I had a lull in the day today running errands before going to Beijing tomorrow, so I decided to go to Sheung Wan where a lot of old teashops exist to check them out.
I’ve never been in that particular area before. It’s very much an old street with lots of old shops — most are stores that sell various sort of Chinese medicine and supplements like deer horns, bull’s testicles, bird’s nest, etc etc. Among them are a few teashops:
This is the first one I went to, and one with the most local flavour. I’ve only been to one teashop like this before, in the Mongkok area. They mostly sell cooked puerh, with some raw puerh, but most of the raw puerh have been through wet storage.
I tried a few teas there. What’s most unique is not the tea they brewed but rather the method of brewing:
They use these big bowls to brew the tea (with a cover, much like a gaiwan, but big). Infusion time is about 5 minutes. This is somewhat similar to the test tasting method with a spoon, but with no spoon. You use it to test what Cantonese call the “tea base”. Then, they scoop the tea out
Like this. The tea is then presented to the taster on the lid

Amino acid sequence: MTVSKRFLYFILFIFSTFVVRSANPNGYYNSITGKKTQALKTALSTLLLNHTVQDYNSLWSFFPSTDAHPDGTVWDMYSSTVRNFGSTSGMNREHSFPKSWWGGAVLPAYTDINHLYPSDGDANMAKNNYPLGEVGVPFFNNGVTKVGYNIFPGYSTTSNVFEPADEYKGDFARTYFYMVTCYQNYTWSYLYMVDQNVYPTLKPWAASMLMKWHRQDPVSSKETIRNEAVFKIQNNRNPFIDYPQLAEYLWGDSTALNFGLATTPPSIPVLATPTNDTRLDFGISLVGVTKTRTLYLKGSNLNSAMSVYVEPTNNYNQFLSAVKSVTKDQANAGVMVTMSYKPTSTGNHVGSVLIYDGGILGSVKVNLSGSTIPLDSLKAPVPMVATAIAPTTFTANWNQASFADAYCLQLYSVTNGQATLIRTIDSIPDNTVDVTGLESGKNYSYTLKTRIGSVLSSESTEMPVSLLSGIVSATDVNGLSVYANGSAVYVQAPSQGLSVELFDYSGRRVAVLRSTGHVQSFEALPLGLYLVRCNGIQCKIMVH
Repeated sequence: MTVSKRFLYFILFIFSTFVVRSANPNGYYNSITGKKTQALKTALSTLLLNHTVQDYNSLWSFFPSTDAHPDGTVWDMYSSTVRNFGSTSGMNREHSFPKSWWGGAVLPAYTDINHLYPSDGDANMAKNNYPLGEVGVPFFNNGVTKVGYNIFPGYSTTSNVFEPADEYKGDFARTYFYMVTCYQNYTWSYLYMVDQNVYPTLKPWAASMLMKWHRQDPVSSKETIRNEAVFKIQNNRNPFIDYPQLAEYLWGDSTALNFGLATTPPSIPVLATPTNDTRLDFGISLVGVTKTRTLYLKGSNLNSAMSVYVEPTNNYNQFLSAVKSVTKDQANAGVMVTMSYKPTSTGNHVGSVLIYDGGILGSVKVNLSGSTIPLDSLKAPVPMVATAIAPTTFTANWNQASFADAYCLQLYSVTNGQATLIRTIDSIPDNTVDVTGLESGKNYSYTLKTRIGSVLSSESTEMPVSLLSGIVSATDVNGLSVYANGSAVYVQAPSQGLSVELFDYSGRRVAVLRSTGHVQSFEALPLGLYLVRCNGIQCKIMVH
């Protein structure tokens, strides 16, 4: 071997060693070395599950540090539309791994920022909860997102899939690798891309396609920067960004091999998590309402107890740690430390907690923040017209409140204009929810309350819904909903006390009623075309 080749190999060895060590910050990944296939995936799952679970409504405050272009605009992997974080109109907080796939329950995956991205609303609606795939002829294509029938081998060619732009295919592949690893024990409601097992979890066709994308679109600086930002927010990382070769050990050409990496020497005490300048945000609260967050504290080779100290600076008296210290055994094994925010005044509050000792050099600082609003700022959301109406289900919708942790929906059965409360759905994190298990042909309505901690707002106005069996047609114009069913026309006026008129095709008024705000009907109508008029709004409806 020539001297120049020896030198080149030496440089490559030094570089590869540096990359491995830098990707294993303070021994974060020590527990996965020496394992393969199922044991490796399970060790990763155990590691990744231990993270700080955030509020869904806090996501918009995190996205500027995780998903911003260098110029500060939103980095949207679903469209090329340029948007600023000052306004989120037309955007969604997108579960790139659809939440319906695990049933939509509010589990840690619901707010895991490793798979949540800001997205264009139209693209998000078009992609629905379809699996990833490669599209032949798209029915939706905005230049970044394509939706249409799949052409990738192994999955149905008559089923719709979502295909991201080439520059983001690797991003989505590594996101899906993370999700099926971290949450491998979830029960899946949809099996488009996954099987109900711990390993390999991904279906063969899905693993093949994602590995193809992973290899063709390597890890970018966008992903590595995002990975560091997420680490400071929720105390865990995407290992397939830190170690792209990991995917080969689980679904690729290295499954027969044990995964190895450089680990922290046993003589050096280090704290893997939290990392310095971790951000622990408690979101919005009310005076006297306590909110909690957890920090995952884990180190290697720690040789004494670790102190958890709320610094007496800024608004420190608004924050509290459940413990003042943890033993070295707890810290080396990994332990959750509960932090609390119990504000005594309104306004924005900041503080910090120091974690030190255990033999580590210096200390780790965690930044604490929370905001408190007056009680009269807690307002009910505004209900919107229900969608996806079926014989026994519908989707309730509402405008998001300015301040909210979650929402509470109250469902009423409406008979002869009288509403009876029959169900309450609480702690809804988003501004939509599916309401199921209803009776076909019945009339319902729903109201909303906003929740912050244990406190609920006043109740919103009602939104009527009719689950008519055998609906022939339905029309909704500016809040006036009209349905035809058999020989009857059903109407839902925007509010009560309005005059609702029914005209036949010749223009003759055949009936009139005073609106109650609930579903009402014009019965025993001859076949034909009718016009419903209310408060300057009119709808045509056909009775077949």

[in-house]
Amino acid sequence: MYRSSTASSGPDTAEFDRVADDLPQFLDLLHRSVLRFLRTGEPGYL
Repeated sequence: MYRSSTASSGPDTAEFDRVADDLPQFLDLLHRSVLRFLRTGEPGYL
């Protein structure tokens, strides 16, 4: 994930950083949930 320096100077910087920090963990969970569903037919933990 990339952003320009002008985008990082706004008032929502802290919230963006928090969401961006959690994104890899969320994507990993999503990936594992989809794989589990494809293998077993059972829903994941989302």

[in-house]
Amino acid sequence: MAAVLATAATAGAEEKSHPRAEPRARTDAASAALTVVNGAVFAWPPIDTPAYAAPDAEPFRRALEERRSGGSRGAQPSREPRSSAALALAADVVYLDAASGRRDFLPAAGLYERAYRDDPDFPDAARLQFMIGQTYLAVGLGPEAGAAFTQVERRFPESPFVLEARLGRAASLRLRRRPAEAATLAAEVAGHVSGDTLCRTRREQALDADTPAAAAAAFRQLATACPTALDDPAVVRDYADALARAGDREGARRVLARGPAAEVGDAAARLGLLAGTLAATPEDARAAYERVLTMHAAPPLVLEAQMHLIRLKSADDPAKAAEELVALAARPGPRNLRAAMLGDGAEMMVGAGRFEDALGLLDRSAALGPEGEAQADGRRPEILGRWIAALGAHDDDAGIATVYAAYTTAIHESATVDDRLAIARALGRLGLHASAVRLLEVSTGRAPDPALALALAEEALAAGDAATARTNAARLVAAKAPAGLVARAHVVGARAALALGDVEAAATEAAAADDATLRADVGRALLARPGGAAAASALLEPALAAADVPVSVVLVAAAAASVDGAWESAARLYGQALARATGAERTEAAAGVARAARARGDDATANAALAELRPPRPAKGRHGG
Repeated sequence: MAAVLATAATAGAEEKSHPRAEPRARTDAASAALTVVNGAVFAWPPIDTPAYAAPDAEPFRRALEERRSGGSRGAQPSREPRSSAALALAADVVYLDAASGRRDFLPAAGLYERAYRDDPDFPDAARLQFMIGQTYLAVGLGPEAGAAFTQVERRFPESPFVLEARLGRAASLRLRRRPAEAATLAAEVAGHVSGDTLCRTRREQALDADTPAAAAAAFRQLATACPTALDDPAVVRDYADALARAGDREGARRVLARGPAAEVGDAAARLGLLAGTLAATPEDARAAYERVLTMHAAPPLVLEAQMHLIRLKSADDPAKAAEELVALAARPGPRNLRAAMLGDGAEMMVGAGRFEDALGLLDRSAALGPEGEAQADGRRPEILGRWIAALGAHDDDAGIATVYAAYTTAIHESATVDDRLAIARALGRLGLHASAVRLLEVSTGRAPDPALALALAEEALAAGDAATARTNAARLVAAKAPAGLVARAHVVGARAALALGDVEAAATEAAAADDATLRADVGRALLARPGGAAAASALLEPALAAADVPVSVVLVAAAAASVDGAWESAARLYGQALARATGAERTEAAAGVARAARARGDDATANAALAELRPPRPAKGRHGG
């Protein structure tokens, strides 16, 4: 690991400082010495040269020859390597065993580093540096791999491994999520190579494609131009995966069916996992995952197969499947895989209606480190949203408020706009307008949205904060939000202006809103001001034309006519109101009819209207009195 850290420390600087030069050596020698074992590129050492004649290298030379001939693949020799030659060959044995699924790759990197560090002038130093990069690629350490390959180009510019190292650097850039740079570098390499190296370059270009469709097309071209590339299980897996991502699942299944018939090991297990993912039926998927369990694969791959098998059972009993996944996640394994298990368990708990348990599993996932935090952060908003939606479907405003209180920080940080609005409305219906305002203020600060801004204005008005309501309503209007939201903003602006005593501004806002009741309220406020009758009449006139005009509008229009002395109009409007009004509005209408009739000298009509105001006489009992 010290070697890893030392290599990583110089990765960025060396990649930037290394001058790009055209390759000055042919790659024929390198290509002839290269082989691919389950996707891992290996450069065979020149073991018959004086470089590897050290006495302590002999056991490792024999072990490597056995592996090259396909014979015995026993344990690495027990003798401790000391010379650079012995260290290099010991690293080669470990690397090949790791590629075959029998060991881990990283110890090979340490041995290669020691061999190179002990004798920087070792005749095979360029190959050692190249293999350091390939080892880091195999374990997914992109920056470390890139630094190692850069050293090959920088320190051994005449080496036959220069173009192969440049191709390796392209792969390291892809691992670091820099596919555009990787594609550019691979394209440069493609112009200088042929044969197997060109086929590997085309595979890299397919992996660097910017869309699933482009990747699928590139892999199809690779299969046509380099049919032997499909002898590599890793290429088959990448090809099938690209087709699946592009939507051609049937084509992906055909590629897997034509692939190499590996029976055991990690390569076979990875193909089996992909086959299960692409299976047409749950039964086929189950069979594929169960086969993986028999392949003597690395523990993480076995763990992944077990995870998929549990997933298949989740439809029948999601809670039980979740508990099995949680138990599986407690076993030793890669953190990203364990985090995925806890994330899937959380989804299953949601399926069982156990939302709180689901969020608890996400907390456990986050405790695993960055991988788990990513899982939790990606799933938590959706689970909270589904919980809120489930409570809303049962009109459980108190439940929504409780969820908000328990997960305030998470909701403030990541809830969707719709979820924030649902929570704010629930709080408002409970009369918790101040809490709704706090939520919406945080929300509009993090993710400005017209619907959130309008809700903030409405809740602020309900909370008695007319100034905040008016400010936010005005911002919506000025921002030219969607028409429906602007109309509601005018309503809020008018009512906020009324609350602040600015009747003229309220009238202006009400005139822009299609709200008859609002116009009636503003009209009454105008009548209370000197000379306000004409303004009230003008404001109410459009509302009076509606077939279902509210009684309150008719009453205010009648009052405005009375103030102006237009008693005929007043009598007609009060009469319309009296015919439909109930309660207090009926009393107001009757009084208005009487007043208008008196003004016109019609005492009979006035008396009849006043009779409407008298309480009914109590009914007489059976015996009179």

While they use a western style teacup to scoop out tea from the big bowl and pour into a small drinking cup for you to taste test.
The tea on the left is a wet storage pu. It tastes somewhat like a cooked, but with a bit more flavour and less of the nasty cooked taste. Quite mellow, as befitting of a wet storage tea. The one on the right is the only raw cake they sell. In fact, they don’t even have it in stock, but must be ordered beforehand. It wasn’t expensive, and since I felt bad for having sat there for a while, I decided to order it (minimum one tong). It was decent enough. A good bit of cha qi. I quite liked it, actually.
The last tea I tried was actually the one in the scooping picture. It’s a weird tea — some shuixian mixed with qingxiang tieguanyin. Yes, you heard me right. It’s an odd mix, but it sort of works. I think they did it mostly to cover up the strong roasted smell of their shuixian, which I think is a bit slightly overroasted. The qingxiang tieguanyin balances some of those flavours out. I bought a bit of it as a curiosity piece. At $12 USD a jin (around 600g) it’s really not very expensive. No cha qi, but hey, it’s cheap.
This store was shabby inside. As you can tell from the pics, it’s very undecorated, but had its flavours. They say they’ve been in business for 60 years.
I then went to another teashop next door. It’s owned by a man who’s now in his late 60s, early 70s. This store has also been around for about 55 years or so. His daughter now operates a teashop in Vancouver, BC. Family business, obviously. They are a bit more gentrified, and cater to more tourist business (some Japanese tourists walked in while I was tasting teas). I tasted two of their own make’s cake. One’s from 1996, another from 2004. The 1996 tasted decent, although lacking a bit of depth, but quite nice nonetheless and will probably improve. The 2004 is also nice. I bought one just to try another sample of a different cake.
Sigh, one trip, and two more purchases. I really need to clamp down on the buying in Beijing….